Christchurch missing out on tourism

When the earthquakes hit, there was a mass exodus from Christchurch. Tens of thousands of people upped stakes and left. Some went for good. Some were going to go until the aftershocks calmed down and others were leaving simply because they were made homeless. Among these quake refugees, there were also scores of panicked tourists who had come face to face with the ugly side of plate tectonics, from all over the world who wanted to get away from the aftershocks, the destruction.

In the first several months admittedly Christchurch was a very grim city. Rocked by ongoing aftershocks, its C.B.D. cordoned off and large tracts of the east rendered uninhabitable, there was very little to entice visitors back. But that was five years ago now. The C.B.D. is reopened, the civilian red zone is for all intents and purposes gone and most major attractions are back in business. So, why are people not coming?

There are several reasons for tourists bypassing Christchurch:

  • The city’s rebuild has sent conflicting mesages to people around the world about our willingness to take tourists – major attractions such as the Arts Centre and the Cathedral are still cordoned off
  • Because of the slowing pace of the C.B.D. rebuild there is no four or five star hotels in the C.B.D. as potential investors do not yet see a market
  • The Port of Lyttelton cannot take cruise ships, which have to berth in Akaroa Harbour and boats come out to get visitors – cruise ships in Akaroa Harbour cannot enter when the weather is bad because there is nowhere for them to berth
  • Not all tourists are convinced it is safe to stay in the city because of the ongoing tremors

There has been considerable uncertainty about the direction that the city is heading in. On one hand the people of Christchurch were clear about wanting to use the rebuild as an opportunity to create an urban area that is environmentally friendly, relies less on cars and promotes community. On the other hand these had to be balanced with the expectations of the Government that if it contributed a substantial sum to the rebuild it would get matching influence in determining how it progresses. Some of the anchor projects are delayed indefinitely, such as a new convention centre to replace the old one in Kilmore Street, which was demolished in 2012.

Initially when the rebuild started there were opportunities popping up all over Christchurch for people to get jobs, especially as a tradesperson. There were excited investors who had visions of being able to put down new premises and develop new markets. Thousands of people have come over for the rebuild from many corners of the world. Unfortunately since then the New Zealand economy has slowed substantially. Political machinations are holding up key projects. The potential builders of four and five star hotels have indicated that there needs to be a convention centre confirmed or they will not have a market to cater for.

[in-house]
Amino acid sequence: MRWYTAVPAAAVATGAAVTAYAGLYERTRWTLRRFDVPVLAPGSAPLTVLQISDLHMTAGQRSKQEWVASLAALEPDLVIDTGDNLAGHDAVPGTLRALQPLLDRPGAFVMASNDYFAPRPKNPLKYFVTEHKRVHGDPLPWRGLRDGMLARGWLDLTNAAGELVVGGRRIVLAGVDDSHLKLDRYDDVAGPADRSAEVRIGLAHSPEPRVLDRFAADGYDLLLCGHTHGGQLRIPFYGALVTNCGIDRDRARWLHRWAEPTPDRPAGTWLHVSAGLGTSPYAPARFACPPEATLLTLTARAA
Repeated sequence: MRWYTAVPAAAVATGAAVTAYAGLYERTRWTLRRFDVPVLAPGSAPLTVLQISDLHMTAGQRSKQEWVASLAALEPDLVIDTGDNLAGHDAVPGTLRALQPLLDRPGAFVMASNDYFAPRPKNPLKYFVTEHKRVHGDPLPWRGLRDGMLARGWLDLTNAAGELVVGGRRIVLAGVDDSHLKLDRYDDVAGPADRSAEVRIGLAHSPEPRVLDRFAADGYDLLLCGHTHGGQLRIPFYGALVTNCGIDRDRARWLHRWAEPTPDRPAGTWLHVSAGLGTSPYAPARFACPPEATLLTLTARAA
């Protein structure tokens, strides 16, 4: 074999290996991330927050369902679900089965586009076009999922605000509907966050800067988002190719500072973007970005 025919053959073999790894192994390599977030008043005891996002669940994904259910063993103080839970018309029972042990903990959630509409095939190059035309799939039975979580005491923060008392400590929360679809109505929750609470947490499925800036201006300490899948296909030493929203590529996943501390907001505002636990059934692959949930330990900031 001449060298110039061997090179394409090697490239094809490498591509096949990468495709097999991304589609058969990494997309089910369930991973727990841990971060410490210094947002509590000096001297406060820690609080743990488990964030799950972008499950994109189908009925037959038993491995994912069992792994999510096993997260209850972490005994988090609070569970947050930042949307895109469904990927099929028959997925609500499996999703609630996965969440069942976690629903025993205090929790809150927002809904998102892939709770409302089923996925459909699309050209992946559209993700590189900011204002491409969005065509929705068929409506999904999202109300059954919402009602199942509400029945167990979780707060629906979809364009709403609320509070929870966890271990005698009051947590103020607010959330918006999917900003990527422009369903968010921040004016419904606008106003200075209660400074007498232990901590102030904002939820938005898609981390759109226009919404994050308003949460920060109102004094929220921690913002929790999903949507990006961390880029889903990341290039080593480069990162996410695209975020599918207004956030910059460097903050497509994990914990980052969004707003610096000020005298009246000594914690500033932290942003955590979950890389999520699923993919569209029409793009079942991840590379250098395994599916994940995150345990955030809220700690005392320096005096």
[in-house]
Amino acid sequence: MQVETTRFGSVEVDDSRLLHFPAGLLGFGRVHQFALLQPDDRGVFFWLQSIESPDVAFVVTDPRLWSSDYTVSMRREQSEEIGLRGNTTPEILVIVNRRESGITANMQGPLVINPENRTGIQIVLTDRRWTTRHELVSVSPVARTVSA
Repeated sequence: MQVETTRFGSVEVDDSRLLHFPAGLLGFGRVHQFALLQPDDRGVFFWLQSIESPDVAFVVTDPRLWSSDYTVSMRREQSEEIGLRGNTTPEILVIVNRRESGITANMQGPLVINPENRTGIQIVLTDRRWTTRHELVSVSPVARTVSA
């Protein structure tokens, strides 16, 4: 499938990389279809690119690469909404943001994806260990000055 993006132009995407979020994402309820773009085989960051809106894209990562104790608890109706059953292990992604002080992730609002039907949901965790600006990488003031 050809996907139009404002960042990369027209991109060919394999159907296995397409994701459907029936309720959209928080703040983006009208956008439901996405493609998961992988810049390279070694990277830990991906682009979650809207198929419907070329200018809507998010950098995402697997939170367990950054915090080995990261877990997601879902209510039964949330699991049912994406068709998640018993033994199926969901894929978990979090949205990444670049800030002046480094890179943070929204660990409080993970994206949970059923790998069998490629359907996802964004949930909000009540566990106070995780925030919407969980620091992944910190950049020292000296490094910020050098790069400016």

The Port of Lyttelton still wears some of the scars of 22 February 2011. Parts of the wharf where the logs are loaded, near the coal tip, still have substantial structural damage. This is causing problems because until the wharves can be fixed, large cruise ships are unable to dock, which means a significant source of tourism revenue is instead diverting to Akaroa. This is problematic because Akaroa has no place for them to berth and instead small craft have to come alongside and pick up tourists. And when a gale is blowing straight up the harbour from the south, the port is not accessible altogether. As these ships can disgorge hundreds of passengers a piece and each one spends a day in the city, the potential extra revenue is substantial.

And then, unfortunately, there are the faults themselves. Although many overseas nations are starting to tell their nationals it is okay to go back to Christchurch, some, remembering the devastation that was wrought, have decided it is simply too dangerous. In this particular case there is nothing one can really do other than promote the City of Christchurch at every opportunity, but it also implies that the wrong messages might be getting out.

The final potential cause is disputable, but for the record of the conversation it is worth noting that Air New Zealand has stopped flying long haul 777 aircraft in/out of the city, when two of the worlds biggest airlines – Emirates and Singapore – fly in/out daily. If the national carrier will not fly big planes in, one of the most Kiwi companies known to man is effectively saying it does not have total confidence in the city. Ouch!


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